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MichieHamlett Attorneys At Law Virginia Medical Malpractice Attorney
  • Free Consultation for Injury Cases

Virginia Medication Error Attorney

A medication error is, by definition, a preventable event that can cause inappropriate medication use or patient harm. They can occur when a drug is prescribed by a doctor; entered into a computer system; prepared, filled or dispensed by a pharmacist; or administered to a patient. Medication errors are serious; they can lead to hospitalization, disability, life-threatening situations, birth defects, or death. They are also not uncommon; the FDA gets more than 100,000 reports every year regarding a suspected medication error.

Medication errors committed by doctors, nurses, hospitals or pharmacies are a form of medical malpractice, and the Virginia medication error attorney at MichieHamlett can help when you have been harmed by a medication error. Call us for a free, confidential consultation to discuss your concerns and any potential claims you may have.

What Are Common Types of Medication Errors?

One of the most common forms of medication error occurs when the wrong medicine is given. Although doctors can make a mistake in prescribing the wrong medication, usually the error occurs when the prescription is filled incorrectly at the pharmacy, or the nurse administers the wrong medicine at the hospital or clinic. There are thousands of drugs on the market, and many have very similar shapes or names but vastly different uses. Because of these similarities, it is easy for a rushed, distracted, negligent or inexperienced medical professional to pick the wrong medicine, sometimes with disastrous results to the patient. The effects of a medication error can range from the condition not getting better to life-threatening or fatal harm.

Sometimes, the right medicine might be chosen, but the wrong dosage is prescribed, filled or administered. Dosage strength can differ depending on the form of medicine (tablet, liquid), the patient’s weight and other factors. Too little dosage can render the medication ineffective, while too much can cause an overdose with serious health effects.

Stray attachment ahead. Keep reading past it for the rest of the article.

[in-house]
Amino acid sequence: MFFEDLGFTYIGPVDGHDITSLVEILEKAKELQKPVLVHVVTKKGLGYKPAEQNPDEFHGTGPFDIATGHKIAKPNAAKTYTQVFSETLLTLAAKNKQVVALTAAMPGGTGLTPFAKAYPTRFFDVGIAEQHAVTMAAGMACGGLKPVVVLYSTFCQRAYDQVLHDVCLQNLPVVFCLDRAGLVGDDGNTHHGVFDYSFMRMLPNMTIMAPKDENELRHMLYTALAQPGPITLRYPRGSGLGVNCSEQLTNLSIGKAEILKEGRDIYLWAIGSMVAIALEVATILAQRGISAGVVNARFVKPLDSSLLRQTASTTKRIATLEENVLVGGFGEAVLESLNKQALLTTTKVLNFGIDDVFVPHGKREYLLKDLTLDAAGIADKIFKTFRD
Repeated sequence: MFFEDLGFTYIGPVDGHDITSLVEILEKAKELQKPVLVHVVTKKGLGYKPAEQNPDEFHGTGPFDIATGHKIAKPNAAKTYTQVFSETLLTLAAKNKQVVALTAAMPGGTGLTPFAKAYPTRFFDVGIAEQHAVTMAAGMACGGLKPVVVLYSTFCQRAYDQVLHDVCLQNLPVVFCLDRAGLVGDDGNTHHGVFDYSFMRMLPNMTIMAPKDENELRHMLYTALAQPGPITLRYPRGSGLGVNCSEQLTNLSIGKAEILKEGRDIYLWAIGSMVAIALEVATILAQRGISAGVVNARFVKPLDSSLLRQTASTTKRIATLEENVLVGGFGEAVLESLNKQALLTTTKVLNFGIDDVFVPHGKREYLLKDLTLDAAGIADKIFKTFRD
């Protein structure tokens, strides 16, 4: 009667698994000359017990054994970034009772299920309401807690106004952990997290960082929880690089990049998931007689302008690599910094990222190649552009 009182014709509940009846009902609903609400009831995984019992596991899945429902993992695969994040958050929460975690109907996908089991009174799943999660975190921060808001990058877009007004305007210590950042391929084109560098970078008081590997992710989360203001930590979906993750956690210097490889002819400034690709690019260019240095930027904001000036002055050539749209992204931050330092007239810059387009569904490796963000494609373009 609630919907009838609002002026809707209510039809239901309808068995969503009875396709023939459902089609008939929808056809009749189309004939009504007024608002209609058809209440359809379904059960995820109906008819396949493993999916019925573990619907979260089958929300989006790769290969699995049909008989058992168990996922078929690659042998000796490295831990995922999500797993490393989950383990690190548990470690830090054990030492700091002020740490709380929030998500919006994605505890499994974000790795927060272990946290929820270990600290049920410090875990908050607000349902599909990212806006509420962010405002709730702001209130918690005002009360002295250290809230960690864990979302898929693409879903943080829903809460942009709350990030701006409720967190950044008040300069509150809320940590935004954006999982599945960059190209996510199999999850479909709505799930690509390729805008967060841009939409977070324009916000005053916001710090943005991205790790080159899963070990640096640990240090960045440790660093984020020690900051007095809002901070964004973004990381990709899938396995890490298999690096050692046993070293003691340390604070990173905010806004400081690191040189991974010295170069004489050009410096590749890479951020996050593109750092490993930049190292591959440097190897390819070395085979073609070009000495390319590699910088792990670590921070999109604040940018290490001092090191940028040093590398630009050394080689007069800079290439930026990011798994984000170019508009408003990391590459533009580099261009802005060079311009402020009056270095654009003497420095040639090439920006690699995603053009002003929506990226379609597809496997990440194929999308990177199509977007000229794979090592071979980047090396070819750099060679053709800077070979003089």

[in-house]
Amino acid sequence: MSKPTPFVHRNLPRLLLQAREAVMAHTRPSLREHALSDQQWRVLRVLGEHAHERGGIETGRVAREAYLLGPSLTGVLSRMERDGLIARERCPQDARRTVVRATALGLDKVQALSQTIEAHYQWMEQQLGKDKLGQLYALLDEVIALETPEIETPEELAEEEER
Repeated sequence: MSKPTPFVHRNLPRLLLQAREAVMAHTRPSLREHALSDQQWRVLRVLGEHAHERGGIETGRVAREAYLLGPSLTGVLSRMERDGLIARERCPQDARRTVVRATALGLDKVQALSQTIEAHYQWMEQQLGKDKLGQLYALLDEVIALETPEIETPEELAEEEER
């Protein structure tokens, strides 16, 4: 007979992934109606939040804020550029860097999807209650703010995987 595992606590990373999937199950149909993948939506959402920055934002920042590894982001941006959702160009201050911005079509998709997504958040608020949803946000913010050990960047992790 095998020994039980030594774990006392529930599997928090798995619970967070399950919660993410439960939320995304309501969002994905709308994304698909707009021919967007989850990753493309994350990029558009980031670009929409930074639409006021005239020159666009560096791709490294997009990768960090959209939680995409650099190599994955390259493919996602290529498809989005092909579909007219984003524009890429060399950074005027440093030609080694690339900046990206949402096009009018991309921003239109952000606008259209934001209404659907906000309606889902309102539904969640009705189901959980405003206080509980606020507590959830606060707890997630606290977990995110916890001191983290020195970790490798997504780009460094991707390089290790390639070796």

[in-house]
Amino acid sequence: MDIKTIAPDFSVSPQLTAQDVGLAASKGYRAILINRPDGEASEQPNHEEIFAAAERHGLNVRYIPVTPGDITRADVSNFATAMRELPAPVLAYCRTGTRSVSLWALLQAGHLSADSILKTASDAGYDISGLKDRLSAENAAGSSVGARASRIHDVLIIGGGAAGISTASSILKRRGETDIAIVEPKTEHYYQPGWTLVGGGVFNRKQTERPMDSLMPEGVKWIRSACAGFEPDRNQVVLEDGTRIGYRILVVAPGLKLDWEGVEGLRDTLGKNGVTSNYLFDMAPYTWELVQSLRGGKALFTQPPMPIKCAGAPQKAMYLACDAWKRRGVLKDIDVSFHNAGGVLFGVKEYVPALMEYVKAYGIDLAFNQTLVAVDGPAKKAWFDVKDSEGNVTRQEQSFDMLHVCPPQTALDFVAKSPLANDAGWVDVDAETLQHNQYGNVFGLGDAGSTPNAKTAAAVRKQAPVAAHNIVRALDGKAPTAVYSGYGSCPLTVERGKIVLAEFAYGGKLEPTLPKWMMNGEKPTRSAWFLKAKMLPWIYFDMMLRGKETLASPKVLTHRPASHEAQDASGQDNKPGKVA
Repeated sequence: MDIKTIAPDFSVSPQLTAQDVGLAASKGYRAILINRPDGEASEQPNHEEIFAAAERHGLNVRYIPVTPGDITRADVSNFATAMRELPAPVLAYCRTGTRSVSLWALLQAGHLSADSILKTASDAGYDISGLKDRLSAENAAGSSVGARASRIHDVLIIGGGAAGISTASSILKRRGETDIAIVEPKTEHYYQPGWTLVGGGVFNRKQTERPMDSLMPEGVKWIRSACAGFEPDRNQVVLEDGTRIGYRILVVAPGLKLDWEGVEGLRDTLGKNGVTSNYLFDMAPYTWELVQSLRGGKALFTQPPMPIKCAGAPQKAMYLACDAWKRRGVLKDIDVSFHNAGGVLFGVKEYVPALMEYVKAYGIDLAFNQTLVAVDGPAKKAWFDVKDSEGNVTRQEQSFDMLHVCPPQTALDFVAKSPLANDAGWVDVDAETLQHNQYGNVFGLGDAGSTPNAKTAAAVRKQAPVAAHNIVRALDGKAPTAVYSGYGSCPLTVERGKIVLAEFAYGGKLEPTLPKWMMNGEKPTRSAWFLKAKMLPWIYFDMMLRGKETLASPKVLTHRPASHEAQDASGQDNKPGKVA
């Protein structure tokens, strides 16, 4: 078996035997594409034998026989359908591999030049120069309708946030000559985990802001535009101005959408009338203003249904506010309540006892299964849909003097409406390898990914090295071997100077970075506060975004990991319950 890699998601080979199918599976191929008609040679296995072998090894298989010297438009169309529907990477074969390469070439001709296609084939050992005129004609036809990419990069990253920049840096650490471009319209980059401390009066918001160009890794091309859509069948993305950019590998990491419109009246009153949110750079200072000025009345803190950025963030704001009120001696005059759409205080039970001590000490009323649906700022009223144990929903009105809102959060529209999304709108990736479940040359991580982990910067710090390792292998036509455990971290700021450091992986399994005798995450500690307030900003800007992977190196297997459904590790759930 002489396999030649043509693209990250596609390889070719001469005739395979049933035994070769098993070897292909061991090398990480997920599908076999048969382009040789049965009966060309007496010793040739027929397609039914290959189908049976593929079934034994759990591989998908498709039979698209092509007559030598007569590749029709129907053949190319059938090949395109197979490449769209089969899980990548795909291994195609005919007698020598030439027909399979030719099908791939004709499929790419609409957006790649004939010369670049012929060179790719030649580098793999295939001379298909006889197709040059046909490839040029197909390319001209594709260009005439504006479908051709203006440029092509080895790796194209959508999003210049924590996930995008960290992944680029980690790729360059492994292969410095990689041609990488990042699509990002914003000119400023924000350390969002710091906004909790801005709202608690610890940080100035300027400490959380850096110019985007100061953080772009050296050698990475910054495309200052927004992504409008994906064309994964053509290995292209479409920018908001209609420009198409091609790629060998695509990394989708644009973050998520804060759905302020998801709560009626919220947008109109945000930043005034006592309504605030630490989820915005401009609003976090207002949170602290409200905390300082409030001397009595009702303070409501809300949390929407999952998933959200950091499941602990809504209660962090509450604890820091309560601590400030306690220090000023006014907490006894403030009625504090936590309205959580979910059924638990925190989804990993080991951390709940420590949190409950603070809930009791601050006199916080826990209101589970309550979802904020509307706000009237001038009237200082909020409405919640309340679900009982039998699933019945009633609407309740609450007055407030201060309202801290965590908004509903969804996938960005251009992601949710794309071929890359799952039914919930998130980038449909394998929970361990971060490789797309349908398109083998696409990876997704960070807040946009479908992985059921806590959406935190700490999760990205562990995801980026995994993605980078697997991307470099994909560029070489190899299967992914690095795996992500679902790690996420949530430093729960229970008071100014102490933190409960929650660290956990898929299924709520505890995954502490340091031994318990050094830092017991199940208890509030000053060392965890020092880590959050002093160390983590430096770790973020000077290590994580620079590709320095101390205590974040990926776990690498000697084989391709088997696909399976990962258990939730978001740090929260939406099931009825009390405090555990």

Other common medication errors include:

  • Overriding safeguards put in place for proper medication use
  • Using medication that has deteriorated or is out-of-date
  • Storing medications improperly
  • Mixing different medications in the same drawer
  • Filling dispensing machines with the wrong medicine
  • Failing to pay attention to the label
  • Making errors when restocking medications
  • Failing to involve the pharmacist in preparing or dispensing medications
  • Forgetting to administer medication in a hospital setting
  • Mixing up mediations and delivering the wrong drug to the patient

How Can Medication Errors Be Prevented?

One of the most frustrating aspects of medication errors is that they can so easily be prevented by paying attention and implementing simple, commonsense solutions. Using electronic medical records, barcoding, standardized systems and handheld PDAs can help remove errors, but only if medical providers are diligent when entering information and using these systems consistently. Other simple steps that can prevent medication errors include:

  • Have the pharmacist help with calculating the correct dose
  • Review the medication and dosage before dispensing or administering
  • Require double check and triple check medications
  • Have doctors and nurses work together and double-sign high-alert medications
  • Stock look-alike drug names by category, not alphabetically

It’s up to hospitals and pharmacies to implement procedures like these and make sure they are followed. The institution or facility can be just as liable as the person who made the error.

Are Medication Errors Serious?

Medication mistakes might not cause severe harm, but at the very least, the patient is not being treated properly if not given the correct medication at the proper dosage. Adverse effects from medication errors can range from the mild to the most serious, including allergic reaction, anaphylactic shock, organ failure, and death.

More than half of all Americans take at least one medication regularly. Many people take multiple medications, often from different medical providers. When prescribing a medicine, filling a prescription, or administering a dose, it’s essential that the healthcare professional understand the patient’s medical history, drug allergies, and the potential interactions between the current drug and other medications the patient is taking.

Get Help With Medication Error Injuries in Virginia

If you think you may have been harmed by a medication error or other medical mistake in a Virginia hospital, pharmacy or doctor’s office, call MichieHamlett at 434-951-7200 or 800-451-1288. We invite you to share your concerns with us over a no-cost, confidential consultation. We’ll help you figure out what went wrong and work to make sure you get the right medical care along with compensation for any needless harm inflicted on you.

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